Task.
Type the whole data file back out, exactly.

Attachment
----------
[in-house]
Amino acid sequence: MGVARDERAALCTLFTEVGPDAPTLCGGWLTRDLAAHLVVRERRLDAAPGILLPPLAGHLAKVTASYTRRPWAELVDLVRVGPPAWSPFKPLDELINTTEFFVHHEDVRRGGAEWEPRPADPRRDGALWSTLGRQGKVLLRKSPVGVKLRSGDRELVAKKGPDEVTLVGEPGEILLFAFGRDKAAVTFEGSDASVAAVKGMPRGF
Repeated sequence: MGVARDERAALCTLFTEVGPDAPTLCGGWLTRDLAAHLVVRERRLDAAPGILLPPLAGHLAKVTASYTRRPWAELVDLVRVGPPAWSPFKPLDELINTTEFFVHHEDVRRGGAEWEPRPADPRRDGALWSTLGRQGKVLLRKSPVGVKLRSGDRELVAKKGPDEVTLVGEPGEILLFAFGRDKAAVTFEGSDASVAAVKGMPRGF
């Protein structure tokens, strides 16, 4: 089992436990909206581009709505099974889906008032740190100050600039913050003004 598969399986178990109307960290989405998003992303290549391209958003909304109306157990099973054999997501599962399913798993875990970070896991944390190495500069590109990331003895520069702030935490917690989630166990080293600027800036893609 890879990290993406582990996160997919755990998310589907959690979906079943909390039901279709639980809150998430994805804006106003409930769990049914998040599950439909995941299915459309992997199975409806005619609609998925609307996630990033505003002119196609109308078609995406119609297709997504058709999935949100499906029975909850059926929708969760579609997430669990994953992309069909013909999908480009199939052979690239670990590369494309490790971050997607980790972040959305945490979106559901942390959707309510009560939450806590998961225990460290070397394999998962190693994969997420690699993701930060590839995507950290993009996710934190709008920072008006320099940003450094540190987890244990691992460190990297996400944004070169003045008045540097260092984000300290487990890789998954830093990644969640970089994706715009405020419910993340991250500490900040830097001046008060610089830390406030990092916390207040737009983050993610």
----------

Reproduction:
[in-house]
Amino acid sequence: MGVARDERAALCTLFTEVGPDAPTLCGGWLTRDLAAHLVVRERRLDAAPGILLPPLAGHLAKVTASYTRRPWAELVDLVRVGPPAWSPFKPLDELINTTEFFVHHEDVRRGGAEWEPRPADPRRDGALWSTLGRQGKVLLRKSPVGVKLRSGDRELVAKKGPDEVTLVGEPGEILLFAFGRDKAAVTFEGSDASVAAVKGMPRGF
Repeated sequence: MGVARDERAALCTLFTEVGPDAPTLCGGWLTRDLAAHLVVRERRLDAAPGILLPPLAGHLAKVTASYTRRPWAELVDLVRVGPPAWSPFKPLDELINTTEFFVHHEDVRRGGAEWEPRPADPRRDGALWSTLGRQGKVLLRKSPVGVKLRSGDRELVAKKGPDEVTLVGEPGEILLFAFGRDKAAVTFEGSDASVAAVKGMPRGF
């Protein structure tokens, strides 16, 4: 089992436990909206581009709505099974889906008032740190100050600039913050003004 598969399986178990109307960290989405998003992303290549391209958003909304109306157990099973054999997501599962399913798993875990970070896991944390190495500069590109990331003895520069702030935490917690989630166990080293600027800036893609 890879990290993406582990996160997919755990998310589907959690979906079943909390039901279709639980809150998430994805804006106003409930769990049914998040599950439909995941299915459309992997199975409806005619609609998925609307996630990033505003002119196609109308078609995406119609297709997504058709999935949100499906029975909850059926929708969760579609997430669990994953992309069909013909999908480009199939052979690239670990590369494309490790971050997607980790972040959305945490979106559901942390959707309510009560939450806590998961225990460290070397394999998962190693994969997420690699993701930060590839995507950290993009996710934190709008920072008006320099940003450094540190987890244990691992460190990297996400944004070169003045008045540097260092984000300290487990890789998954830093990644969640970089994706715009405020419910993340991250500490900040830097001046008060610089830390406030990092916390207040737009983050993610």